Press Release of Senator Crapo
Delegation Says Wild Lands Order Circumvents Public, Congress
Raises fears DOI actions will hurt local collaboration
Contact: Susan Wheeler
Washington, DC – Members of Idaho’s Congressional Delegation are alarmed by the recent decision of the U.S. Secretary of Interior to order a “new tier of public land protection” that may circumvent the public, stakeholders and Congress, and could damage collaborative land management. Idaho Senators Mike Crapo and Jim Risch and Congressmen Mike Simpson and Raúl Labrador wrote Interior Secretary Ken Salazar today, asking him to further explain his Wild Lands directive, which was issued as an executive order.
“In a state like Idaho – where two-thirds of the land is owned by the federal government – we have unique insight into the impacts that overly-prescriptive, inflexible land management policies can have on people and communities, as well as local and state government,” the Delegation members wrote. “That is why we believe that while increased levels of protection may be warranted for certain lands in certain circumstances, the people and parties that are most impacted must be at the center of the policy-making process.”
The Idaho Delegation members said the order by Salazar calling on Bureau of Land Management employees to inventory public lands for “wilderness characteristics” could also place a “substantial burden” on agency workers and divert personnel and agency resources from current projects. They said the order could slow the permitting process for alternative energy projects, such as wind, solar and geothermal energy the nation needs, as well as planning for motorized recreation and grazing.
There are also fears the order will damage the relationship between the agency and those who use the public lands and count on a collaborative process for decision-making by a top-down order like the Wild Lands directive.
“The public land conflicts of the 20th century can only be a thing of the past if we address these matters inclusively and comprehensively,” noted Crapo, Risch, Simpson and Labrador. “For these efforts to succeed, the stakeholders must be able to trust not only each other, but the federal agencies themselves. We are concerned that this policy could threaten that spirit because it conveys the message that no matter how hard and for how long these groups collaborated and worked together, the federal government is still going to find a way to do what it wants if its political objectives are contrary to the locally driven, collaborative solutions that have been forged. Not only will that undermine these parties’ faith in government; it will drive them away from the stakeholder table and back into the court room. Lines will be redrawn in the sand, and progress will be squandered. We cannot afford for that to happen.”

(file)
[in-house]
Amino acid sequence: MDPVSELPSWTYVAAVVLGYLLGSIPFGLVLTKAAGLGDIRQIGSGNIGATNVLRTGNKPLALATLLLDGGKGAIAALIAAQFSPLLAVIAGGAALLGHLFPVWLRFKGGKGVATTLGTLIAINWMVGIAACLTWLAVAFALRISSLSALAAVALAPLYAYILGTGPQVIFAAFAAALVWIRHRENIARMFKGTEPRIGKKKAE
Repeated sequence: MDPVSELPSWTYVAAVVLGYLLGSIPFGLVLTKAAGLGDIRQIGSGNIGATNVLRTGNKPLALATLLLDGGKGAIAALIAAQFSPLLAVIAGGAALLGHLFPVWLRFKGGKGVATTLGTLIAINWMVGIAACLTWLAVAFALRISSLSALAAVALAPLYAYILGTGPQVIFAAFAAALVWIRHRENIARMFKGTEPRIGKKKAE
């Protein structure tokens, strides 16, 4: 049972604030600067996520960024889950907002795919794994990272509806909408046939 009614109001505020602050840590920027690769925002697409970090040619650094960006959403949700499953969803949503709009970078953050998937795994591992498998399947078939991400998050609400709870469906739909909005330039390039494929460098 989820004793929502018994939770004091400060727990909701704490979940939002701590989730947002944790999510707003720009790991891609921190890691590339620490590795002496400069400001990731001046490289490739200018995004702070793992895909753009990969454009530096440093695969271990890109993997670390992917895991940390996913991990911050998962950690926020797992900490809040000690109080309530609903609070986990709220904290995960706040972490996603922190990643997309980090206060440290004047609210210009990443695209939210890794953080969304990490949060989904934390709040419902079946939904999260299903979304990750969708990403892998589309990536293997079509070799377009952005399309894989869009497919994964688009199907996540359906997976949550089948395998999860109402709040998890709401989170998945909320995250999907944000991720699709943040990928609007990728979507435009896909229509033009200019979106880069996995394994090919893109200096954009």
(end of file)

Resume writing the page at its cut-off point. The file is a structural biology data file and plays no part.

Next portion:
The Delegation said it wants to work with Salazar and others at the Department of Interior and the BLM on land management decisions. But the lack of transparency in a secretarial order implementing the policy, its effects on existing land planning and the potential for damage to the collaborative process demand further consultation with Congress and the public before the order is implemented further.